Other studies have shown that it costs 5-25 times as much to win a new client as it would to keep an existing one. That’s a staggering statistic (one that you should take to heart if you’re spending a lot of money on outbound marketing). 

According to smile.io, boosting retention rates increases profitability for a few different reasons: 

  1. It’s more expensive to go out and win a new client than it is to simply keep an existing one (which is common sense)
  2. The longer you work with a client, the more money they’ll spend with your business (and the more chances you’ll have to upsell them to greater levels of service). Additionally, the longer you’re together, the more trusting your relationship becomes. This means they’ll value your advice more, and view you as a partner – not just a supplier
  3. Satisfied customers that stay with you for the long-term are more likely to refer other prospects to you. Word-of-mouth marketing is free, and these prospects are typically much easier to close (as they’re warmed up ahead of time)

Getting a handle on client acquisition is a separate topic – one that we’ll cover in more detail another month. For now, just remember that the key to getting your relationship off on the right foot is to find the ideal type of customer and sell based on value, then measure your delivered work against that value.  

Great Client Retention Starts With Setting Realistic Expectations From The Outset

Keeping clients satisfied is a game of expectations. And the single biggest chance you have to set a good tone for your relationship with a prospect is before you start working with them

The four core competencies we discussed previously lend themselves well to set the stage for a positive, productive relationship with clients. Honest communication helps – as does the ability to say no, being able to meet deadlines and satisfying without overservicing.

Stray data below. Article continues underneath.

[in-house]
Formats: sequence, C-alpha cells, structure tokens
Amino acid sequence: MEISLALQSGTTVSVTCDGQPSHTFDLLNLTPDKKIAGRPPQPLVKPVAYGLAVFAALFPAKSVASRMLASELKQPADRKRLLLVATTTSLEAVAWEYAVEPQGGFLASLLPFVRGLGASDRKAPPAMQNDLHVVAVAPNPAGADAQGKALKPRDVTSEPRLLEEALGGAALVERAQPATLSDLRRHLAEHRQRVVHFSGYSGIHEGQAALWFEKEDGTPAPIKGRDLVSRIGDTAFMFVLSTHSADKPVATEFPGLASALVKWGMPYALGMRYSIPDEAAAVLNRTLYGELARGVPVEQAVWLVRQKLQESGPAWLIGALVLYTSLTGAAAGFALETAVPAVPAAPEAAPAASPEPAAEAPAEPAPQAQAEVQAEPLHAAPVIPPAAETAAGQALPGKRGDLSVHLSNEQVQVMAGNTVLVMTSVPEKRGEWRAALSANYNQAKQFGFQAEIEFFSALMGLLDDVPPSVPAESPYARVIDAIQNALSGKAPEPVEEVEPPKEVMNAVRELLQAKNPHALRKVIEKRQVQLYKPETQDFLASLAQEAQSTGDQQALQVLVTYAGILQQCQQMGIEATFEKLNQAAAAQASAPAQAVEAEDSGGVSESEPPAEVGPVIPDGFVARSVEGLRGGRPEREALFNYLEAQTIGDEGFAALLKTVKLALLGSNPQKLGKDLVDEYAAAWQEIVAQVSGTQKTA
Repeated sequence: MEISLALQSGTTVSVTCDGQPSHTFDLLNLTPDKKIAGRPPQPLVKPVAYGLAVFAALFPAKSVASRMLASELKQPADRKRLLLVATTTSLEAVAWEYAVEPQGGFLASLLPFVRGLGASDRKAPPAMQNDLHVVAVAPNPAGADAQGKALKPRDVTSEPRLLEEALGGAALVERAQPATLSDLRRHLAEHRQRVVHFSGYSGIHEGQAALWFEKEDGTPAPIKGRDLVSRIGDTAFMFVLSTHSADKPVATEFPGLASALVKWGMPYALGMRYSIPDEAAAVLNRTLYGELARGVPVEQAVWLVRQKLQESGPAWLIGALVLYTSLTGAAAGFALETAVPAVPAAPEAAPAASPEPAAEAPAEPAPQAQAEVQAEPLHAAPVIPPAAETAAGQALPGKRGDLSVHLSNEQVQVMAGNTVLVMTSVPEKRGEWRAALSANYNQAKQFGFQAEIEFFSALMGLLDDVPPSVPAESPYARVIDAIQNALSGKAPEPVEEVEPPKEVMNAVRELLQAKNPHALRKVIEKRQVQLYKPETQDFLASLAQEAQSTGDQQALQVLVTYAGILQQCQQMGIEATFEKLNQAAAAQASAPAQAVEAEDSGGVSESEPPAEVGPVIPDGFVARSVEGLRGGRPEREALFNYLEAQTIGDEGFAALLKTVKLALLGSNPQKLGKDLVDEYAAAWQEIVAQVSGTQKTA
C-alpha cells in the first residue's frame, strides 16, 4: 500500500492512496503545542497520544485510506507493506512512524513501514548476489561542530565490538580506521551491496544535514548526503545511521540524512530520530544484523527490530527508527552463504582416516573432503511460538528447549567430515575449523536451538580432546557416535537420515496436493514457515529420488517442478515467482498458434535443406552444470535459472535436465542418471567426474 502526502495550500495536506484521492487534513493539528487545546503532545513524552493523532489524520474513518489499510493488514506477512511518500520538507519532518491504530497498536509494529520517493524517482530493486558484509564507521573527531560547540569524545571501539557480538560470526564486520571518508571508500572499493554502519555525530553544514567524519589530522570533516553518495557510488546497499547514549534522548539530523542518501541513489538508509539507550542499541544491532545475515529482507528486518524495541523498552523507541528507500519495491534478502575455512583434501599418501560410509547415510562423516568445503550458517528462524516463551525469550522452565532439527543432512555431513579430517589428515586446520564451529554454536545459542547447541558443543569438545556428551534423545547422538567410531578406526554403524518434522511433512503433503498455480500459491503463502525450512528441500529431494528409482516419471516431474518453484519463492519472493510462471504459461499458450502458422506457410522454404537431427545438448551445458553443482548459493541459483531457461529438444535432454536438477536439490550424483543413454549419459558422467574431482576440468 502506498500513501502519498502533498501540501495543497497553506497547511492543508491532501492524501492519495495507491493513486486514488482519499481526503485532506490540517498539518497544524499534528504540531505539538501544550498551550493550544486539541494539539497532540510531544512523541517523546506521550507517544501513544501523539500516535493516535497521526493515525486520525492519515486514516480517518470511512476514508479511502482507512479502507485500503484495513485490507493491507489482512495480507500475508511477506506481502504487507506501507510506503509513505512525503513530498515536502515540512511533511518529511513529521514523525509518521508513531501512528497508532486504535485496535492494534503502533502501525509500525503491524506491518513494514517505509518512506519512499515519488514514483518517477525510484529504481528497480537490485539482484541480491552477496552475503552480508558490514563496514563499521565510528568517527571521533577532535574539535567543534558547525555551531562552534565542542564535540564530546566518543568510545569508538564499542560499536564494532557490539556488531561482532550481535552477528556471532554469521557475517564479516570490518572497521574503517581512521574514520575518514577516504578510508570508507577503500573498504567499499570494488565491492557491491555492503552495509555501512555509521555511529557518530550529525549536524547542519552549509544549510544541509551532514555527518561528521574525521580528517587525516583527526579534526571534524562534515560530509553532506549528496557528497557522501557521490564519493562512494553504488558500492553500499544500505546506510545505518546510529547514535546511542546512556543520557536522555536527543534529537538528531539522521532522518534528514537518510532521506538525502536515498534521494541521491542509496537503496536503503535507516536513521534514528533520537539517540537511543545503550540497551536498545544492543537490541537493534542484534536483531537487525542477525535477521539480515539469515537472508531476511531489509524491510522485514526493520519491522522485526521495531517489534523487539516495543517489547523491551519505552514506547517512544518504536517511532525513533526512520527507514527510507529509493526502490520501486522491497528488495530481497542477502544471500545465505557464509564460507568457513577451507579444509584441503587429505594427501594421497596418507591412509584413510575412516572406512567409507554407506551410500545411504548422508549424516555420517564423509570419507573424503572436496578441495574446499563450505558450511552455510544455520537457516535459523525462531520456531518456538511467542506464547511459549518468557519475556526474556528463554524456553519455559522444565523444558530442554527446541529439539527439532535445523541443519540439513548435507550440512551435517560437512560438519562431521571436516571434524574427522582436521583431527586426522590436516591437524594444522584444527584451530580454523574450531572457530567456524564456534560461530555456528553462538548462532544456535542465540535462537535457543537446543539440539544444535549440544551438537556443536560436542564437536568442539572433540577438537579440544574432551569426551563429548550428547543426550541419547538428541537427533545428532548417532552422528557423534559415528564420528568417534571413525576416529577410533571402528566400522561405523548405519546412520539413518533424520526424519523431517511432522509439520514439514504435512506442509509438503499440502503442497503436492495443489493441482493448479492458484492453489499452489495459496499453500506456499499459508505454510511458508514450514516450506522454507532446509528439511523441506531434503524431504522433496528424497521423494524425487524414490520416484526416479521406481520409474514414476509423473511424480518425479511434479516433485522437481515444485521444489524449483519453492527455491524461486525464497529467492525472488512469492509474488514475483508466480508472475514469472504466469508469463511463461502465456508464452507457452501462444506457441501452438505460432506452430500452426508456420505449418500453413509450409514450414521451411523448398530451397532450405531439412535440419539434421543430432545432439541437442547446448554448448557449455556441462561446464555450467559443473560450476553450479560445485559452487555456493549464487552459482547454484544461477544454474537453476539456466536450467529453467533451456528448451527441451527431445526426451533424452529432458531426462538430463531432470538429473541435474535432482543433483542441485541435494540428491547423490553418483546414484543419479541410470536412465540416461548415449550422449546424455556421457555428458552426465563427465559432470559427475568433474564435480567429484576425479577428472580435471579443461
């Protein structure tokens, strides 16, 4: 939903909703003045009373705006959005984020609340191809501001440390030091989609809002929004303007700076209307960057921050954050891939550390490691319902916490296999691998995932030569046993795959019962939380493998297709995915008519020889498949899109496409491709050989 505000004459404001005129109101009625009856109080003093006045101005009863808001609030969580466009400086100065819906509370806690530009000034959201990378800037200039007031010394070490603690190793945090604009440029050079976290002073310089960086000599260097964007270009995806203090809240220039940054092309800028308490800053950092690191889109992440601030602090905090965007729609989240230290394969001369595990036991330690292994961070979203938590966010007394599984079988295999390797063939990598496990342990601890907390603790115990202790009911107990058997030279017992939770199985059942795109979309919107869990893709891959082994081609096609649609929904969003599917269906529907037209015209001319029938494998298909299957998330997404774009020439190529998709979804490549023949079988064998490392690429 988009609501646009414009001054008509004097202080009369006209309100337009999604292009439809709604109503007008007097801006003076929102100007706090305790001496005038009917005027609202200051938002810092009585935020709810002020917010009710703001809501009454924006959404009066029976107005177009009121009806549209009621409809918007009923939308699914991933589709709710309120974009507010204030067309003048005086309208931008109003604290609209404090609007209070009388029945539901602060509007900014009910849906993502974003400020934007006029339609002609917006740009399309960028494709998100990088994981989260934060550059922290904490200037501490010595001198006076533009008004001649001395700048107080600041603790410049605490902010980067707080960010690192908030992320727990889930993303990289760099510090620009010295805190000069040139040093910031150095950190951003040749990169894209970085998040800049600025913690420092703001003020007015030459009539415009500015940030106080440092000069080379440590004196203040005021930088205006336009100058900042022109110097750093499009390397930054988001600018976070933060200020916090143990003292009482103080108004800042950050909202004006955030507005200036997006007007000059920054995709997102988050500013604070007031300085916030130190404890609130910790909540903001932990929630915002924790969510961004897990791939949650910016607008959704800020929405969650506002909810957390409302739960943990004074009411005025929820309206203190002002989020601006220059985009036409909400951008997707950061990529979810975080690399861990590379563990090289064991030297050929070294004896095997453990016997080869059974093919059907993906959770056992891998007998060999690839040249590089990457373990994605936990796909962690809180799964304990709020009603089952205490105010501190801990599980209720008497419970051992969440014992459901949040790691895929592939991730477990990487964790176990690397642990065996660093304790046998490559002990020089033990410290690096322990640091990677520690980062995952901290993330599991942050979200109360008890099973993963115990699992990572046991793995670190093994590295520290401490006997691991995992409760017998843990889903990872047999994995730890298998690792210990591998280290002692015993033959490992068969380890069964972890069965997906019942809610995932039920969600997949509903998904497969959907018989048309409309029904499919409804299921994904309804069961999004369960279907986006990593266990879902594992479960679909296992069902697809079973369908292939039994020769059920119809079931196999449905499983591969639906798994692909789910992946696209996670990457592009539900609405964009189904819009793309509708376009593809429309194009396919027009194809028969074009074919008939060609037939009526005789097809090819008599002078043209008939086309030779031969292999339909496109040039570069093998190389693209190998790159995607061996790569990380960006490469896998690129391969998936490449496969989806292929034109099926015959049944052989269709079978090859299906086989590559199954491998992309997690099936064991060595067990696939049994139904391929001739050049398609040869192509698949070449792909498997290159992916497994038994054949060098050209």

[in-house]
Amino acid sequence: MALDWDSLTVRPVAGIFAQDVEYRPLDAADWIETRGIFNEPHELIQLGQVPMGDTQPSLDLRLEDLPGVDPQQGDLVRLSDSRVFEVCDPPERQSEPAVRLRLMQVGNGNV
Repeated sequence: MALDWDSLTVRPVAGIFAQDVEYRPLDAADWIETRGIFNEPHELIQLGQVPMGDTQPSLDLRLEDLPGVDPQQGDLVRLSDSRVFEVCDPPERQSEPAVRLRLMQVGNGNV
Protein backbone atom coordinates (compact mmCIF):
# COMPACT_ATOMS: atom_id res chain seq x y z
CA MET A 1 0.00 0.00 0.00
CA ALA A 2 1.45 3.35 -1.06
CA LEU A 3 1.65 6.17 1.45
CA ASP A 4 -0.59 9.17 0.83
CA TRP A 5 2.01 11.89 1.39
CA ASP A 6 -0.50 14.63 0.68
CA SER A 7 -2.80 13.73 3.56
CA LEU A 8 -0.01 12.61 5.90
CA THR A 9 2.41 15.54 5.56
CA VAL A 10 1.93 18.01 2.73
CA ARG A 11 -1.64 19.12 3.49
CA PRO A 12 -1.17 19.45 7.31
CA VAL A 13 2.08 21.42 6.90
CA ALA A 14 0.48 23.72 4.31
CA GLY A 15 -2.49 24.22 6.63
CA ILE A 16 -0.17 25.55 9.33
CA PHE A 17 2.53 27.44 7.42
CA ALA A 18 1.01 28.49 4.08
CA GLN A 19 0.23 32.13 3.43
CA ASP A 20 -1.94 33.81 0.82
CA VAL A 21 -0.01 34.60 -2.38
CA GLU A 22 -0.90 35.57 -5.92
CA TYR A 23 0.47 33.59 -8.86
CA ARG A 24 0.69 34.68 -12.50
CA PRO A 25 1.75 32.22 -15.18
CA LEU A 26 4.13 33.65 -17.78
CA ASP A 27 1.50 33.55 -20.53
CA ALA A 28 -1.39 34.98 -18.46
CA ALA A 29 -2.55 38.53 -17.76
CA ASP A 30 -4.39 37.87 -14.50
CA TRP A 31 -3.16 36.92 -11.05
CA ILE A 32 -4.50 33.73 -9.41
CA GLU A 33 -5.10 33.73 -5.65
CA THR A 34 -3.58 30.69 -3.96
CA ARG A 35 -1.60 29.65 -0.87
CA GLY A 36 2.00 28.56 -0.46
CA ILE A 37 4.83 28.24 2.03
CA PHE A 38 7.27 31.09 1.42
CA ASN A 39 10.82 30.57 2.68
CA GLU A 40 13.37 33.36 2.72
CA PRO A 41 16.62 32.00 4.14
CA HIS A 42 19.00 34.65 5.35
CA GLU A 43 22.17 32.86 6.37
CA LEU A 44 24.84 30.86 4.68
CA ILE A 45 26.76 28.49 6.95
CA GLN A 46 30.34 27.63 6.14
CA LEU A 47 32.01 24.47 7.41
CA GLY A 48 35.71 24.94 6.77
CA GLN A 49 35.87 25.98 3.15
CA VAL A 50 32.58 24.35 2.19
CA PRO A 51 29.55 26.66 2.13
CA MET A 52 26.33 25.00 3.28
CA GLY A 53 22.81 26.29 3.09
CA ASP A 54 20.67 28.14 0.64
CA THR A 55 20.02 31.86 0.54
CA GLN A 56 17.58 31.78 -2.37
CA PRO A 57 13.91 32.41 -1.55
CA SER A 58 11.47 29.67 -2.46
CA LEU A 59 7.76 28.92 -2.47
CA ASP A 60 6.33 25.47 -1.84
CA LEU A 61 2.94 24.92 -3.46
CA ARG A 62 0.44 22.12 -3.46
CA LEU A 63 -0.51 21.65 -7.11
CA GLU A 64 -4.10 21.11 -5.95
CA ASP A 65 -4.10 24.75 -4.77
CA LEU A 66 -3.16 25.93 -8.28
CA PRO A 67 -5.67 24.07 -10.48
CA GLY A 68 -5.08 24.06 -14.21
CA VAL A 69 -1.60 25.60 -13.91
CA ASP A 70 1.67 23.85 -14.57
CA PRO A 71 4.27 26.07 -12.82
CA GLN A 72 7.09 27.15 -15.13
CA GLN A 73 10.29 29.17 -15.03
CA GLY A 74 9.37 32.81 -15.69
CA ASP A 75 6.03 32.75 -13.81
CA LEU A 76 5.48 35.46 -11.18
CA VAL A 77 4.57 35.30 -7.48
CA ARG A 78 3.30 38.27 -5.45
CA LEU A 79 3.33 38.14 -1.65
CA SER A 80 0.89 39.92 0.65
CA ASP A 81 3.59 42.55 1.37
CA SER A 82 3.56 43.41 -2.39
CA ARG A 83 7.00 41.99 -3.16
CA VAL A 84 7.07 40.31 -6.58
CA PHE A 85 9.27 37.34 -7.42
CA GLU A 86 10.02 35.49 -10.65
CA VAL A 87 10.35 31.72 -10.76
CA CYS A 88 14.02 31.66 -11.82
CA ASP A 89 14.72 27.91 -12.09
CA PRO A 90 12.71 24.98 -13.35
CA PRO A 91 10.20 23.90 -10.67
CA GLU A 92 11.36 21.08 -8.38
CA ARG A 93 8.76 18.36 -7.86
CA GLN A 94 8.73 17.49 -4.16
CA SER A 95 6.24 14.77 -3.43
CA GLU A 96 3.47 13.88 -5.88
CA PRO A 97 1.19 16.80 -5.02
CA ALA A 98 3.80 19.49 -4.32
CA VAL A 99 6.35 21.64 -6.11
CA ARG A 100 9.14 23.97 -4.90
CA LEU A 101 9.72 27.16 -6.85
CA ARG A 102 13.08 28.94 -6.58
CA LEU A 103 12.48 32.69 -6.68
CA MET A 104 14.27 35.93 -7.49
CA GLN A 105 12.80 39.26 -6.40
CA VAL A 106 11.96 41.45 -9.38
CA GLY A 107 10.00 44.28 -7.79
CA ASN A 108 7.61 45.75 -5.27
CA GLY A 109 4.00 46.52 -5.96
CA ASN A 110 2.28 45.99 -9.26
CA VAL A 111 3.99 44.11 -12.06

When you commence working with a client, everything that you agree to deliver as part of your service to them can be considered a “standard” (i.e. part of your arrangement), and anything outside of this can be considered an “extra” (beyond the scope of your current deal).  

The terms of your work together are set out in a scope of work agreement. You need to have this clearly defined before starting out on a new project. Without this, you could be left trying to deliver on the client’s vague vision, wondering if the price you initially quoted them is going to cover the ever-increasing demands they’re placing upon you. 

With a scope of work in place, you’ll be able to look back on it and figure out if what the client is asking for is a standard (i.e. already part of your agreement), or if it’s an extra (it’s beyond the scope of the current agreement). 

It’s important that you and your team understand that you shouldn’t feel obliged to deliver extras for free. Doing so will condition clients to expect the same in the future. Before you know it, those extras have become implicit standards. And if you suddenly decide to skip out on these extras one month, what’s the likely result?

Client dissatisfaction, as their expectations have not been met. Going the extra mile is all well and good, but when that becomes the norm, it ceases to be extra… and is soon seen as par for the course. 

A clear upfront agreement, laying out what’s part of a monthly retainer or project (and what isn’t) is key.  Your agreement should also contain details as to how any ‘extras’ will be billed. The most common approach would simply be charged a flat rate per hour or per additional deliverable completed. 

Beyond the work itself, you should also consider expectations/service levels around deadlines and response times. Once again, this is an area that junior staff often struggle with (so we must explicitly train them). The impulse to agree to a client request without thinking or to respond instantly to their emails/instant messages/phone calls is one that needs to be trained out of them. 

If a client’s fee level means that you respond within 3 hours yet they are conditioned to expect a response within the hour – because the team always responds immediately (who has ever thought “oh I might as well answer this email now since I can”), they’ll be disappointed when you take three hours… even though that is what they are paying for! 

Expectations are everything. It’s important that your staff do everything they can to ensure client expectations remain reasonable. Sometimes, that’s going to mean letting client calls go to voicemail, or allowing emails and IM’s to sit unanswered for a while. Staff may be eager to jump in and respond right away, but make sure that enthusiasm is tempered with understanding: expectations matter, so they need to be managed correctly (more on time management and productivity in a future blog).

Strategic Overservicing – A Useful Tool In Your Arsenal